Posts Tagged ‘plum’

Nyom, nyom, nyom

November 15, 2010

Note: I’m not sure why I didn’t publish when I wrote it, but here it is: only three months after composition.

I’ve been on a baking streak lately. First it was the Bean’s birthday cake:

Then I made chocolate-peanut butter chip cookies, using–alas–the Doubletree Hotel recipe instead of my old Betty Crocker standby that has all the family-approved adjustments written in. They were good, but not great. Which is why we still have a dozen left after two whole weeks–a situation unheard of in our household.

Next I tried a new Smitten Kitchen recipe: Peach Shortbread. Oh, it looked so beautiful in Deb’s photos. And it was tasty, but not what I think of when I think shortbread. A little too close to pie crust in texture. I’d like to try messing around with this recipe to see if I can come up with something more like shortbread, but embedded with some sweet little peach slices as in this recipe.

Tuesday was a dear friend’s birthday, so I made her a single-layer chocolate cake, cutting down the recipe I used for the Bean’s birthday.

Wednesday was the weekly garden Weed-and-Feed potluck, so I made Plum Kuchen. I had a few pints of wild plums from the farmer’s market and a Deborah Madison recipe accompanied by yet another gorgeous photograph. Mine was delicious, even if it wasn’t as pretty as the inspiring picture. I love to cook for garden night, because I can try new recipes without fearing I’ll have to eat a ton of the result. Aside from the Green Tomato Cake (which was HUGE), I have yet to bring home any leftovers.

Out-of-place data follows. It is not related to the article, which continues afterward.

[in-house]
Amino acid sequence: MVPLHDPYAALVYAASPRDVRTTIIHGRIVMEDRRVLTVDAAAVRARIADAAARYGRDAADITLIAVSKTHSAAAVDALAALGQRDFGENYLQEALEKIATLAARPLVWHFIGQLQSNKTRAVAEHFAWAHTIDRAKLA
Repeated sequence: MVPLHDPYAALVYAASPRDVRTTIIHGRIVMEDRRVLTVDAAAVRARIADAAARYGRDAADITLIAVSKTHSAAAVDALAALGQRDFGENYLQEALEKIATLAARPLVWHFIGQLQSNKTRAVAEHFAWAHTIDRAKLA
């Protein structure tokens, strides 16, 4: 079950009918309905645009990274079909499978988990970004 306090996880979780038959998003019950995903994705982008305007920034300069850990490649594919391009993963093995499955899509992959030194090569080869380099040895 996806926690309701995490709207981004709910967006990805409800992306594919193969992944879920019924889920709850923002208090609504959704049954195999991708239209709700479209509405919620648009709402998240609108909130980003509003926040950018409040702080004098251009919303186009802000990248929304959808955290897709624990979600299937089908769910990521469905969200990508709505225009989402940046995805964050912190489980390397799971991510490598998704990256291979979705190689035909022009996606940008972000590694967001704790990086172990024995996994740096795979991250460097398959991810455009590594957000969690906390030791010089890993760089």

Yesterday I received a few gallons of pears and apples from my grandparents’ trees. Today I searched for pear recipes online. I found another Smitten recipe: Bittersweet Chocolate and Pear Cake. So I made it for tonight’s dessert, to share with my parents and in-laws. Ooh, yummy.

Up next? Another Deborah Madison recipe: Cornmeal Crepes with Plum Compote (for breakfast, because I still have at least a pint of plums). Then maybe Emeril’s Blue Cheese-stuffed Figs with Lavendar Honey. Or perhaps Fig and Orange Flower Water Custard Tart, also from Deborah Madison. But then what will I make with all of my remaining apples and pears?

Am I in a rut? Is it irrational that I want to bake at least three desserts between now and our trip to New York (only five more days!)? What does it mean that my baking is suddenly using more fruit than chocolate? Will I ever learn to take gorgeous food pictures for my blog?


Weekend O’ Food

August 9, 2010

Friday my mum and I made four pints of plum butter, using sand plums that she and my dad picked from my uncle’s farmland in Oklahoma.

Saturday I spent $40 at the farmer’s market. I bought peaches, tomatoes, cherry tomatoes, corn on the cob, eggplants, garlic bratwurst, smoked pork loin and four types of lettuce. When I came home, I made lemonade, fried green tomatoes, corn on the cob and garlic brats for lunch. My husband made the base for a vanilla ice cream.

Yesterday we froze the vanilla ice cream. I made plum syrup with liquid leftover from cooking Friday’s sand plums, then made ice cream using the syrup. I blanched the remaining dozen ears of corn, cut the kernels from the cobs and froze it. (I ended up with roughly four pints.) I made two pints of peach conserve by adapting the apricot conserve recipe from Jeffery Steingarten’s It Must Have Been Something I Ate. For supper, I made soy-glazed eggplant (using homegrown garlic) and a stirfry of snowpeas and carrots.

Yesterday I also bought eight more cartons of mushrooms for pickling, port wine for poaching the underripe pears picked from my grandparents’ tree, ginger for stewing some of the same pears…

I did not buy juice, because we have homemade frozen grape juice concentrate that we need to mix up.

I did not buy Coke, because it was almost $5 for a twelve-pack. I did, however, buy two types of fancy cheese, wine and $8 of chocolates.

The status of my foodstocks

February 3, 2009